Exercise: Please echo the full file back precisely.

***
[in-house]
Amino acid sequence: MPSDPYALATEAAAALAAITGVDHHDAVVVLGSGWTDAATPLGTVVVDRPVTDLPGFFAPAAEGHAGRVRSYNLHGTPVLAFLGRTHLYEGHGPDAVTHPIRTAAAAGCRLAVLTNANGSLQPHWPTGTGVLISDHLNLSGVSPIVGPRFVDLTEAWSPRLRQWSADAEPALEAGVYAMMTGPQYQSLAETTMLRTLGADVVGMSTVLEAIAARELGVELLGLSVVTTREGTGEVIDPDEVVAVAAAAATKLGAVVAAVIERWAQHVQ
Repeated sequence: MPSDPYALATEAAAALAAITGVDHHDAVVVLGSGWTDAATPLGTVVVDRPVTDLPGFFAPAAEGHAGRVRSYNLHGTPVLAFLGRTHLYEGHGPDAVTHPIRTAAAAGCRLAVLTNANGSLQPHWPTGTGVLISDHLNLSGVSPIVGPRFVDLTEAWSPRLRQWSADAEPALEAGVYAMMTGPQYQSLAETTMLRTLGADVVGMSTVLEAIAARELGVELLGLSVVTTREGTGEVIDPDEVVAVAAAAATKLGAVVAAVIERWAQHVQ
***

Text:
[in-house]
Amino acid sequence: MPSDPYALATEAAAALAAITGVDHHDAVVVLGSGWTDAATPLGTVVVDRPVTDLPGFFAPAAEGHAGRVRSYNLHGTPVLAFLGRTHLYEGHGPDAVTHPIRTAAAAGCRLAVLTNANGSLQPHWPTGTGVLISDHLNLSGVSPIVGPRFVDLTEAWSPRLRQWSADAEPALEAGVYAMMTGPQYQSLAETTMLRTLGADVVGMSTVLEAIAARELGVELLGLSVVTTREGTGEVIDPDEVVAVAAAAATKLGAVVAAVIERWAQHVQ
Repeated sequence: MPSDPYALATEAAAALAAITGVDHHDAVVVLGSGWTDAATPLGTVVVDRPVTDLPGFFAPAAEGHAGRVRSYNLHGTPVLAFLGRTHLYEGHGPDAVTHPIRTAAAAGCRLAVLTNANGSLQPHWPTGTGVLISDHLNLSGVSPIVGPRFVDLTEAWSPRLRQWSADAEPALEAGVYAMMTGPQYQSLAETTMLRTLGADVVGMSTVLEAIAARELGVELLGLSVVTTREGTGEVIDPDEVVAVAAAAATKLGAVVAAVIERWAQHVQ